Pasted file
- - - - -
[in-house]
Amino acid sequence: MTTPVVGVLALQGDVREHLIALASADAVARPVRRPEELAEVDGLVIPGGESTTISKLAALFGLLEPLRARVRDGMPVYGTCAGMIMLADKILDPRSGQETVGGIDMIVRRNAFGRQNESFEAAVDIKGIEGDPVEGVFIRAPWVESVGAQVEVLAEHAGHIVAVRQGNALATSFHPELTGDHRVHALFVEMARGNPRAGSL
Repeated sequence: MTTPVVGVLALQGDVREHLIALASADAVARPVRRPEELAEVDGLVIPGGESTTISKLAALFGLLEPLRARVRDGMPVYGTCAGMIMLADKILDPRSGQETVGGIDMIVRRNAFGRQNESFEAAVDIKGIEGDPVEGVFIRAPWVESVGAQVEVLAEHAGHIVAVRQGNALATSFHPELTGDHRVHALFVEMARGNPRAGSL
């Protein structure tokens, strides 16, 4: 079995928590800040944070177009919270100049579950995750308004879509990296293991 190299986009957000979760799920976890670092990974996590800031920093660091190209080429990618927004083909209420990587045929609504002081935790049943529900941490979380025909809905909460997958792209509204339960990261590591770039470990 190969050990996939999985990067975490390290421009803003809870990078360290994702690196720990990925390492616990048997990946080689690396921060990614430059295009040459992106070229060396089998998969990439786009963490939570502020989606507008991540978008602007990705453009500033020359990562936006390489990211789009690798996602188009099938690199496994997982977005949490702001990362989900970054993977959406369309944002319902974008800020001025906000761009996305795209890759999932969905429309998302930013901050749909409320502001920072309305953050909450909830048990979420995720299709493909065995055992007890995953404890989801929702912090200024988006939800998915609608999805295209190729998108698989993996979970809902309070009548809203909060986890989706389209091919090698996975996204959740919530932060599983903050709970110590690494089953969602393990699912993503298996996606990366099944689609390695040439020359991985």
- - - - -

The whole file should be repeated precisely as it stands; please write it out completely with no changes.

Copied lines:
[in-house]
Amino acid sequence: MTTPVVGVLALQGDVREHLIALASADAVARPVRRPEELAEVDGLVIPGGESTTISKLAALFGLLEPLRARVRDGMPVYGTCAGMIMLADKILDPRSGQETVGGIDMIVRRNAFGRQNESFEAAVDIKGIEGDPVEGVFIRAPWVESVGAQVEVLAEHAGHIVAVRQGNALATSFHPELTGDHRVHALFVEMARGNPRAGSL
Repeated sequence: MTTPVVGVLALQGDVREHLIALASADAVARPVRRPEELAEVDGLVIPGGESTTISKLAALFGLLEPLRARVRDGMPVYGTCAGMIMLADKILDPRSGQETVGGIDMIVRRNAFGRQNESFEAAVDIKGIEGDPVEGVFIRAPWVESVGAQVEVLAEHAGHIVAVRQGNALATSFHPELTGDHRVHALFVEMARGNPRAGSL
């Protein structure tokens, strides 16, 4: 079995928590800040944070177009919270100049579950995750308004879509990296293991 190299986009957000979760799920976890670092990974996590800031920093660091190209080429990618927004083909209420990587045929609504002081935790049943529900941490979380025909809905909460997958792209509204339960990261590591770039470990 190969050990996939999985990067975490390290421009803003809870990078360290994702690196720990990925390492616990048997990946080689690396921060990614430059295009040459992106070229060396089998998969990439786009963490939570502020989606507008991540978008602007990705453009500033020359990562936006390489990211789009690798996602188009099938690199496994997982977005949490702001990362989900970054993977959406369309944002319902974008800020001025906000761009996305795209890759999932969905429309998302930013901050749909409320502001920072309305953050909450909830048990979420995720299709493909065995055992007890995953404890989801929702912090200024988006939800998915609608999805295209190729998108698989993996979970809902309070009548809203909060986890989706389209091919090698996975996204959740919530932060599983903050709970110590690494089953969602393990699912993503298996996606990366099944689609390695040439020359991985």